Finally, land-based manned and unmanned air force strike aircraft -- including six F-16s recently deployed to Incirlik Air Base in Turkey -- as well as navy maritime patrol/reconnaissance aircraft will remain deployed to the region. In terms of raw combat power against ISIS, these assets adequately fill the loss in capability created by the Roosevelt's departure, and airstrikes in support of Operation Inherent Resolve will continue without pause.
But the impact of a carrier strike group in the Middle East is also psychological and political: as a diplomatic tool to deter Iran, to reassure our regional allies of our commitment, and to provide the president with decision space during regional contingencies. Carriers symbolize U.S. diplomacy while projecting a hard power image and capability. While they can effectively strike targets day or night, they can also convey strong messages rapidly without force.
Carriers are also hard to miss, unlike stealthy or long-range platforms from which other equally capable U.S. strike weapons are fired (e.g., B-2 bombers, submarine-launched cruise missiles). Earlier this year, the Roosevelt sailed into the Arabian Sea to stop a merchant ship, escorted by several Islamic Revolutionary Guard Corps warships, from allegedly ferrying arms to Houthi rebels in Yemen. The mere presence of the carrier caused the Iranian flotilla to turn around and return to port. Arguably, the carrier's absence might embolden Iran to further deepen its involvement in the regional conflicts in which it is now engaged. Likewise, it could embolden Russia to intensify its effort to bolster the Assad regime and gain regional influence.
Additionally -- and probably more important in this case -- a carrier strike group provides reassurance to regional allies questioning U.S. intentions. Removing a carrier following the Iran nuclear deal, the U.S. withdrawal from Iraq, and the decision not to support the Syrian opposition more strongly may exacerbate a growing concern among regional allies that the United States is implementing its long-advertised "rebalance to Asia," stoking fears about a broader-scale U.S. withdrawal from the Middle East. Finally, while a French carrier and the use of a Turkish air base allow for significant combat power, they also will limit the decision space the president enjoys with a U.S. carrier. According to Secretary of the Navy Ray Mabus, "The Navy demonstrated the significance of [the carrier] capability when the only strikes for the first fifty-four days of the air campaign against Islamic State militants in Iraq and Syria came from Navy F/A-18 Hornets off the USS George H. W. Bush in the Arabian Gulf. Land-based fighters could not participate until host nations approved."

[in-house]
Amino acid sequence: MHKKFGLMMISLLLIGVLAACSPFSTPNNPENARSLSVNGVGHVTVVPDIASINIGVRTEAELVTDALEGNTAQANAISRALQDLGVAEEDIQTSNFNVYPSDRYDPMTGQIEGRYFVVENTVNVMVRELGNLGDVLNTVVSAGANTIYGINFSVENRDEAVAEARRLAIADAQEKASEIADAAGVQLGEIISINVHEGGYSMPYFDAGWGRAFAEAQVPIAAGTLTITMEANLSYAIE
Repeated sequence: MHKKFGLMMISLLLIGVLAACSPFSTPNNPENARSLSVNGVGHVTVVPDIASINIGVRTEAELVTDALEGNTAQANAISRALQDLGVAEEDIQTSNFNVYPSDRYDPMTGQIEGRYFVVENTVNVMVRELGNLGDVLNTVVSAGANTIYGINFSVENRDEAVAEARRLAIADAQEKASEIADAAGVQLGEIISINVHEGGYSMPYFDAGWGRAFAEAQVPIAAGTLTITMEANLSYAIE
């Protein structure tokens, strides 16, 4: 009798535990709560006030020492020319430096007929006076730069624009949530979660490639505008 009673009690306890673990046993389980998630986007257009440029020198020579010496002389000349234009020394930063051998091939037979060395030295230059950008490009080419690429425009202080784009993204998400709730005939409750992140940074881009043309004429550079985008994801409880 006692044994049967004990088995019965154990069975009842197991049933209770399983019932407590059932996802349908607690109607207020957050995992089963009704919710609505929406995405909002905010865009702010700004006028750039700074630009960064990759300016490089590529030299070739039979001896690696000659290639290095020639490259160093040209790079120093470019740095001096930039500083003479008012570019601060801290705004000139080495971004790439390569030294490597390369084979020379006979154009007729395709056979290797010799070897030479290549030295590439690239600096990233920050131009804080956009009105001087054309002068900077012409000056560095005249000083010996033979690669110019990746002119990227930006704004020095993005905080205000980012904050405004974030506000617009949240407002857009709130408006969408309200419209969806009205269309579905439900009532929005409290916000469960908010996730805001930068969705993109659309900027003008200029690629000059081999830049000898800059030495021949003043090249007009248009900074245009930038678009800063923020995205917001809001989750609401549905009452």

No doubt, a decision to use force in the Middle East is difficult enough without additional coordination with allies, however friendly. For example, should efforts to deconflict airspace with the Russian aircraft in Syria fail, a president's options to push back against Moscow will be far more limited without a carrier strike group.
Impacts of the Nuclear Deal
The Iran nuclear deal constitutes a major consideration affecting current regional stability. Because sanctions will not be lifted until the International Atomic Energy Agency verifies the key nuclear actions, Iran has incentive to behave well at least until next spring or summer, when it will receive long-awaited access to international markets and billions of dollars in frozen assets. Viewed through this lens, the nuclear deal offers a window of opportunity during which the carrier's absence might hold less risk. If Iran cheats, as many predict it will, this will most likely happen after it has reaped the promised economic benefits from the deal. At that point, a carrier will likely be back in the region, and the president will have better options to deter and counter destabilizing activities.
The United States should take advantage of the temporary absence of a carrier to revise its emphasis toward maneuver, rather than mere static presence; this change should be communicated to allies and potential foes alike. If a carrier always remains in the same place, it is no longer exploiting the concept of maneuver, which is its principal advantage over other types of power projection and contributes to its survivability. Unpredictability also complicates an adversary's diplomatic and military decision calculus. This is even more important when dealing with competitors possessing advanced anti-access/area denial capabilities, such as over-the-horizon radar and advanced antiship missiles. Likewise, the commitment of a carrier to support allies is more encouraging than a continual presence, which provides diminishing reassurance over time. If, as the navy says, presence is about being "where it matters, when it matters," the operational construct for employing carriers should be based on maneuver.
Because carriers are such flexible, strategic assets, there is never a good time to remove them from the commander-in-chief's range of options. At this particular moment in the Middle East, having a carrier strike group would unquestionably be preferable, given its value for deterrence, reassurance, and decision space. However, future carrier availability will only continue to decrease unless the force can be maintained and revitalized. Precisely because carriers are such valuable instruments of national power, decisionmakers should resist the temptation to order another deployment extension. They should take advantage of the temporarily reduced risk provided by the Iran nuclear deal to prepare the carrier fleet for even greater future threats.
Commander Ryan Tewell is a naval officer and Federal Executive Fellow at The Washington Institute who has completed multiple carrier deployments to the Gulf. The views expressed herein are those of the author and do not reflect the official policy or position of the U.S. Navy, U.S. Department of Defense, or U.S. government.